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LCSS students to be graded on weighted 5/4.5 point scale
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The Liberty County School System will be grading its students on a weighted 5 point/ 4.5 point scale beginning this semester, according to Chief Academic Officer Dr. Patti Crane. This was announced during the Aug. 27 Board of Education meeting. Advanced placement and dual enrollment courses that are academic and core electives will contribute to the 5 point scale. Honors and accelerated classes, as well as none core dual enrollment classes, like cosmetology and barbering classes, will contribute to a 4.5 point scale. The grades will be stream lined in Power School from the district level. 

Crane expressed the school system’s desire for its students to be able to “compete at a national level”. 

She went on to say that being graded on a weighted system would look good on college applications and would hopefully give LCSS students a leg up. Students and guardians will be notified by the change through the student handbook, course calendar, and through school counselors and administrators, etc. 

Travel for the 2019 NCTE Annual Conference in Baltimore, Md. and for the Reading Recovery Prof. Development in Harnett Co., N.C was approved. 

BOE also approved Cogdell and Mendrala Architects for their architectural design services in the Roofing Survey Service for several district facilities. It will cost $75,000 which will come from ESPLOST funds.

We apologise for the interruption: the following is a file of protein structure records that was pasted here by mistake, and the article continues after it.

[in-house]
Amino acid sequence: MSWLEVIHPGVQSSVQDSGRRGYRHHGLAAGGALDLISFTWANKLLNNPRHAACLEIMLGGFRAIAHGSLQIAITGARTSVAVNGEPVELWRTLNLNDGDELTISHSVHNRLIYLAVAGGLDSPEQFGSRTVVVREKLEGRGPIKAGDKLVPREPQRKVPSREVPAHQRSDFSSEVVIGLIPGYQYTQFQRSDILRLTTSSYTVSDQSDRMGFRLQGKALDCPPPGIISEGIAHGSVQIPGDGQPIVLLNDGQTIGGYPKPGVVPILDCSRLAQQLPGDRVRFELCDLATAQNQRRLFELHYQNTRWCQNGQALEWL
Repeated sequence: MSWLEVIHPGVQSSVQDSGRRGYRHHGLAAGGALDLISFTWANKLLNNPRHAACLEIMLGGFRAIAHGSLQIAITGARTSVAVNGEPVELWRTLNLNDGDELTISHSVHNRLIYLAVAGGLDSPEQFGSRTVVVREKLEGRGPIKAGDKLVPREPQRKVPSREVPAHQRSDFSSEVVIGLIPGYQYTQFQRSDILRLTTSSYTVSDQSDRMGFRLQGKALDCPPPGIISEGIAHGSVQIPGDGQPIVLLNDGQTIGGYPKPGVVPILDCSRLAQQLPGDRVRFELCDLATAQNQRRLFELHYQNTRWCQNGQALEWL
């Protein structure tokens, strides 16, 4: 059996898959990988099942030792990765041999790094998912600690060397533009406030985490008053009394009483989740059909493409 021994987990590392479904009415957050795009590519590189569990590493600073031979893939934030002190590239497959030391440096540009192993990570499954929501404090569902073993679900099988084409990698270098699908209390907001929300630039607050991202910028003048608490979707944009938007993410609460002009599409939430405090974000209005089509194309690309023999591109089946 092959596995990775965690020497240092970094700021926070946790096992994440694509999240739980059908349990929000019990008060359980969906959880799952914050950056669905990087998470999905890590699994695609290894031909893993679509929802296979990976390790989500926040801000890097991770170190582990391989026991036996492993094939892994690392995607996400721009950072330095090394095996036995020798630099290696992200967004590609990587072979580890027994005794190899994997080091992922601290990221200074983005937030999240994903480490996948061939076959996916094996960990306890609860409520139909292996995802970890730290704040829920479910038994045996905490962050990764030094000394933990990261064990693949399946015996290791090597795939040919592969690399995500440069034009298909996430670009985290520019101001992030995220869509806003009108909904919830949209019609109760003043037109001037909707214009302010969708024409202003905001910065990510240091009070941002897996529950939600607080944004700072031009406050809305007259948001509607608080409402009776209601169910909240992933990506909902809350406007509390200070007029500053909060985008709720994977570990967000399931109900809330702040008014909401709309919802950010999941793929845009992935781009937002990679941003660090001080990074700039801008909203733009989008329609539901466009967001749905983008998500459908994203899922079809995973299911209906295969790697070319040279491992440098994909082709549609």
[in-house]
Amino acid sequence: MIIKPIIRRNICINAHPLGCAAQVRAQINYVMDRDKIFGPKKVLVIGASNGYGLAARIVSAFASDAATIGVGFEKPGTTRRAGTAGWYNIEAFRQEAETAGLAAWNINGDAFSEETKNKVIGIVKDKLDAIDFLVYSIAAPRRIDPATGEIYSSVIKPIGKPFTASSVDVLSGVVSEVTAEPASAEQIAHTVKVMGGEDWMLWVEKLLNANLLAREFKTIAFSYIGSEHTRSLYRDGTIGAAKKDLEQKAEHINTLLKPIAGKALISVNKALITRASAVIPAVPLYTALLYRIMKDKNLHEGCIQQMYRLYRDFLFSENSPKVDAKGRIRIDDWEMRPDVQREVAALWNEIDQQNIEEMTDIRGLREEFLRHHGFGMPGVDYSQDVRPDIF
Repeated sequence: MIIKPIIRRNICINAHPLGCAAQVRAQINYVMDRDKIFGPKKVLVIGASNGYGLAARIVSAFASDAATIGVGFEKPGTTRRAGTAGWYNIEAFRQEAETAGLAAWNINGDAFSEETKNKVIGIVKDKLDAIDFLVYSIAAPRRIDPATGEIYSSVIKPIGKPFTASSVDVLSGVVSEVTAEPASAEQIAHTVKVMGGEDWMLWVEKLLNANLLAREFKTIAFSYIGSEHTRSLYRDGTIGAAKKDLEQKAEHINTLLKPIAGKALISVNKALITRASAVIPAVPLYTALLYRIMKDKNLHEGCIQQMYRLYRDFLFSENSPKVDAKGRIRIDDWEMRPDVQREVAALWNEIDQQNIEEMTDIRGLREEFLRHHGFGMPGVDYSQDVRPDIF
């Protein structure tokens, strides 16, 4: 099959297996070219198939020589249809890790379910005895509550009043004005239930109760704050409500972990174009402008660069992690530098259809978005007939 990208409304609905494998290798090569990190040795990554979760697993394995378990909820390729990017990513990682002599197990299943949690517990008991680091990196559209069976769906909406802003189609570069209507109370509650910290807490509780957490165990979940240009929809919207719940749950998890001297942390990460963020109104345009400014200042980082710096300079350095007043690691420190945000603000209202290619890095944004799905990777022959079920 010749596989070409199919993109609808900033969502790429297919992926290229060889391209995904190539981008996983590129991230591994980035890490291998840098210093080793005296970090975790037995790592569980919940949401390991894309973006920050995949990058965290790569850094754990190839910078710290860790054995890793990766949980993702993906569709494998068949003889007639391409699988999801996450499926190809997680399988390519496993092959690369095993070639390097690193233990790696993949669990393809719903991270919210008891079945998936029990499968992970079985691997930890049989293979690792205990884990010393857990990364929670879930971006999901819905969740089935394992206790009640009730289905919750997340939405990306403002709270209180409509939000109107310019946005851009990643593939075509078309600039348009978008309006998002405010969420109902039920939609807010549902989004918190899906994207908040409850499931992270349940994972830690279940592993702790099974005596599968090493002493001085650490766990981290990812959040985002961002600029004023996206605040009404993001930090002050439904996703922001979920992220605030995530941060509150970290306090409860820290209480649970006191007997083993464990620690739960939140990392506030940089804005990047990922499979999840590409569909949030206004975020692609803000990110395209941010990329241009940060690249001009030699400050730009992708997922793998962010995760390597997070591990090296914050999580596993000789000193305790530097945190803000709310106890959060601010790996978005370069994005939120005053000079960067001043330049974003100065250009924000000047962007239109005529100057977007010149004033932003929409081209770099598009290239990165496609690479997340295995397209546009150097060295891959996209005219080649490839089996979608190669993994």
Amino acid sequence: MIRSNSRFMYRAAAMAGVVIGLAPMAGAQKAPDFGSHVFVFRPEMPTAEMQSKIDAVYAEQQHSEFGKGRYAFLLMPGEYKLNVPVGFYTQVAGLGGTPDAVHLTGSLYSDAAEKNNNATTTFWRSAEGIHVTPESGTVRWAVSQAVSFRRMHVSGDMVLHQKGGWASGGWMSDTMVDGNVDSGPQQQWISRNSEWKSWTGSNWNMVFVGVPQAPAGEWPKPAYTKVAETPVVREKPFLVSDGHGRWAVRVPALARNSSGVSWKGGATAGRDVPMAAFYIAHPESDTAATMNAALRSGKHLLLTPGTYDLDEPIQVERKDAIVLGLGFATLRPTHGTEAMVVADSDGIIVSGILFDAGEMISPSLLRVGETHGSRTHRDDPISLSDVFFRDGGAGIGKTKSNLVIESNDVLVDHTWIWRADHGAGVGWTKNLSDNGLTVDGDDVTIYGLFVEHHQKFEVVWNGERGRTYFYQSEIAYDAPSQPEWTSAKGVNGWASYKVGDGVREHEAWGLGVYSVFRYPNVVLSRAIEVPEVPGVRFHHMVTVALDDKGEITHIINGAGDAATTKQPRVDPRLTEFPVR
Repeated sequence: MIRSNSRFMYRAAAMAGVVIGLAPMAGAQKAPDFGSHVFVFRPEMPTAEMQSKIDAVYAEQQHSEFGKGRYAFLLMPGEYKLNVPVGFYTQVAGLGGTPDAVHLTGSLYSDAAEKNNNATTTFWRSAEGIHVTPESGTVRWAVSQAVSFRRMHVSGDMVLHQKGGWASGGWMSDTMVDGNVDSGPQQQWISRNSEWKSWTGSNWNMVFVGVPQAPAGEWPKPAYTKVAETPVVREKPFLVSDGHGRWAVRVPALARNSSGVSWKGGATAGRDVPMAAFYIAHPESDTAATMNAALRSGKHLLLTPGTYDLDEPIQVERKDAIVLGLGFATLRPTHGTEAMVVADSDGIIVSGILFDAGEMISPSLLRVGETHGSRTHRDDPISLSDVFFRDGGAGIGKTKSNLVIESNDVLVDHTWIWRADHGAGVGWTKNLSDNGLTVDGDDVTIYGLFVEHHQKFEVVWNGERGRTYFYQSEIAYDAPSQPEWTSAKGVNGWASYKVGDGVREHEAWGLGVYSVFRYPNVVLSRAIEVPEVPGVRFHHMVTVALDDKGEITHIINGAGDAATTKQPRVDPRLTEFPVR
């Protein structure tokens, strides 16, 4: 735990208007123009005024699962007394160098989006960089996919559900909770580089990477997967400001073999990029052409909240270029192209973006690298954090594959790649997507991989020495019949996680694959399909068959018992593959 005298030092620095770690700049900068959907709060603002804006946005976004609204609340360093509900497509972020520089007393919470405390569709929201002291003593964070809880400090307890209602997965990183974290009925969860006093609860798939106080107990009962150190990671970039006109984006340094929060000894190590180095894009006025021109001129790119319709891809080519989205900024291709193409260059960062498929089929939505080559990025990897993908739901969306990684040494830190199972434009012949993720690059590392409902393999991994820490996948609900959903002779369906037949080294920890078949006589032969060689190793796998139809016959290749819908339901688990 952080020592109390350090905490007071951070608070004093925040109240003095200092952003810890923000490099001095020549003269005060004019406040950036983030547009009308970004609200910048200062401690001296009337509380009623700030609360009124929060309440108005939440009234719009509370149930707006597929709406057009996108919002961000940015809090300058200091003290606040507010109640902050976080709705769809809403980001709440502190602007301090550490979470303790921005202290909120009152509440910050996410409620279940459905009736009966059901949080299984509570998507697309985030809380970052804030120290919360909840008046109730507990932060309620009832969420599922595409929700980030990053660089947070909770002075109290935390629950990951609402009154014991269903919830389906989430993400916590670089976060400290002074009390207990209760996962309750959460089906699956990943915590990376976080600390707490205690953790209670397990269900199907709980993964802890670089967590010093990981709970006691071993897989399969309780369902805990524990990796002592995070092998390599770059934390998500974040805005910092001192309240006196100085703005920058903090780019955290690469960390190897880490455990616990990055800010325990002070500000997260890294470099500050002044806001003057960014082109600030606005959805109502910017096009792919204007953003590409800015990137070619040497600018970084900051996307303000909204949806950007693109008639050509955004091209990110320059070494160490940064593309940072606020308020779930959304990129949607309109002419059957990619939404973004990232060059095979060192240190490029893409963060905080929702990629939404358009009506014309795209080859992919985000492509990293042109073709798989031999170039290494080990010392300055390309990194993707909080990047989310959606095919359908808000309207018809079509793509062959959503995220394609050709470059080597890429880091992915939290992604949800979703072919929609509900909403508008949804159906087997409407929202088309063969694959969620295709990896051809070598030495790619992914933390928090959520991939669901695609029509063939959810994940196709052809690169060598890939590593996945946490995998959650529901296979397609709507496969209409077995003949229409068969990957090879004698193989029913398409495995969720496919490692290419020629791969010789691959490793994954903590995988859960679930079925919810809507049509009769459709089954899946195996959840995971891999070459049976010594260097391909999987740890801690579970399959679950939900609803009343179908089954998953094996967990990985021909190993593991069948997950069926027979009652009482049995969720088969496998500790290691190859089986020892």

A permanent outdoor lightning monitoring system has been approved by the Board for $48,735 of ESPLOST funds. LCSS currently doesn’t have one in place, administrators having to use a hand-held monitoring device to alert those participating in school athletic activities. LCSS will begin using Thor Guard lightning prediction and warning systems to monitor and notify those taking part in outdoor activities. The system will be used at Liberty County High School and Bradwell Institute athletic fields, Olvey Field and at Lewis Frasier Middle School. These installations are part of phase one, other middle schools will be fitted with the monitoring system during phase two though no date was given. 

The current HVAC energy management system, which is over 18 years old, is being replaced at three schools for $46,655 worth of ESPLOST funds. 

According to Superintendent Dr. Franklin Perry, the school system spent about $1.9 million on energy, however there currently isn’t enough gathered information to speak to principals about the issue. 

Other things that were approved were: replacing all existing bus fueling pumps with fueling control systems for $96,220; all current and future employed bus drivers will receive incentive pay for perfect attendance for every month in the amount of $100. 

This will be payable on their paychecks for the month after. This incentive will only be available to full-time drivers and aids who are assigned to complete an a.m. and p.m. route per day. Also in concern to LCSS buses, Southern Linc Communications will provide a pilot program for what will be “immediate communication coverage for the buses with limited communication,” according to a LCSS PowerPoint. Nineteen bus radios and four base stations in four schools will be replaced. Fifteen handheld radios are to be given to district principals and assistant principals. All of this is a temporary solution until a permanent solution can be found, according to school officials.

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